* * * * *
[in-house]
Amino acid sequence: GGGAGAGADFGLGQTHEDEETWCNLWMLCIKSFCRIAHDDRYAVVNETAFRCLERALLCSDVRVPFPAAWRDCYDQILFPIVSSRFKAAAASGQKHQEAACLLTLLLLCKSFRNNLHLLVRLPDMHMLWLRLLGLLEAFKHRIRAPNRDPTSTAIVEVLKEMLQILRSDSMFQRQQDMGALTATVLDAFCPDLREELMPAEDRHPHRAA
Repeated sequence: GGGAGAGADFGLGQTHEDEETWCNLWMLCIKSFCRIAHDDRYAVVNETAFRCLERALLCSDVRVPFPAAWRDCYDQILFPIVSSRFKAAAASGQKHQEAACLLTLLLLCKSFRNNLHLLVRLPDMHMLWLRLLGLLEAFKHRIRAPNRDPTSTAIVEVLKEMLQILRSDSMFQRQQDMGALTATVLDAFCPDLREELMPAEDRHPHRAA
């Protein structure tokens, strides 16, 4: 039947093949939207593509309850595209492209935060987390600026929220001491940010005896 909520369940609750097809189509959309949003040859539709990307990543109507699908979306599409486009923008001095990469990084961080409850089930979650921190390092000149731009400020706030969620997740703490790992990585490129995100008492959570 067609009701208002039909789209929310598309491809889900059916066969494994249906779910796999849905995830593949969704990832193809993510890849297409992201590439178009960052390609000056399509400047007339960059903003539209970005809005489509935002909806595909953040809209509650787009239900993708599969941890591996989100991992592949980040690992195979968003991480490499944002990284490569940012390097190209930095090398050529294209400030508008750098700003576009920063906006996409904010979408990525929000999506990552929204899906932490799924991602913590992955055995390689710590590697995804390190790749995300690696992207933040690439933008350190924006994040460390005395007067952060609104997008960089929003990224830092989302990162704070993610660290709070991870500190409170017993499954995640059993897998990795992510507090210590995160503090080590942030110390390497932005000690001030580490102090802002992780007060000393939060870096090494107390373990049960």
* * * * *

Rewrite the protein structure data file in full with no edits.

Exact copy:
[in-house]
Amino acid sequence: GGGAGAGADFGLGQTHEDEETWCNLWMLCIKSFCRIAHDDRYAVVNETAFRCLERALLCSDVRVPFPAAWRDCYDQILFPIVSSRFKAAAASGQKHQEAACLLTLLLLCKSFRNNLHLLVRLPDMHMLWLRLLGLLEAFKHRIRAPNRDPTSTAIVEVLKEMLQILRSDSMFQRQQDMGALTATVLDAFCPDLREELMPAEDRHPHRAA
Repeated sequence: GGGAGAGADFGLGQTHEDEETWCNLWMLCIKSFCRIAHDDRYAVVNETAFRCLERALLCSDVRVPFPAAWRDCYDQILFPIVSSRFKAAAASGQKHQEAACLLTLLLLCKSFRNNLHLLVRLPDMHMLWLRLLGLLEAFKHRIRAPNRDPTSTAIVEVLKEMLQILRSDSMFQRQQDMGALTATVLDAFCPDLREELMPAEDRHPHRAA
């Protein structure tokens, strides 16, 4: 039947093949939207593509309850595209492209935060987390600026929220001491940010005896 909520369940609750097809189509959309949003040859539709990307990543109507699908979306599409486009923008001095990469990084961080409850089930979650921190390092000149731009400020706030969620997740703490790992990585490129995100008492959570 067609009701208002039909789209929310598309491809889900059916066969494994249906779910796999849905995830593949969704990832193809993510890849297409992201590439178009960052390609000056399509400047007339960059903003539209970005809005489509935002909806595909953040809209509650787009239900993708599969941890591996989100991992592949980040690992195979968003991480490499944002990284490569940012390097190209930095090398050529294209400030508008750098700003576009920063906006996409904010979408990525929000999506990552929204899906932490799924991602913590992955055995390689710590590697995804390190790749995300690696992207933040690439933008350190924006994040460390005395007067952060609104997008960089929003990224830092989302990162704070993610660290709070991870500190409170017993499954995640059993897998990795992510507090210590995160503090080590942030110390390497932005000690001030580490102090802002992780007060000393939060870096090494107390373990049960």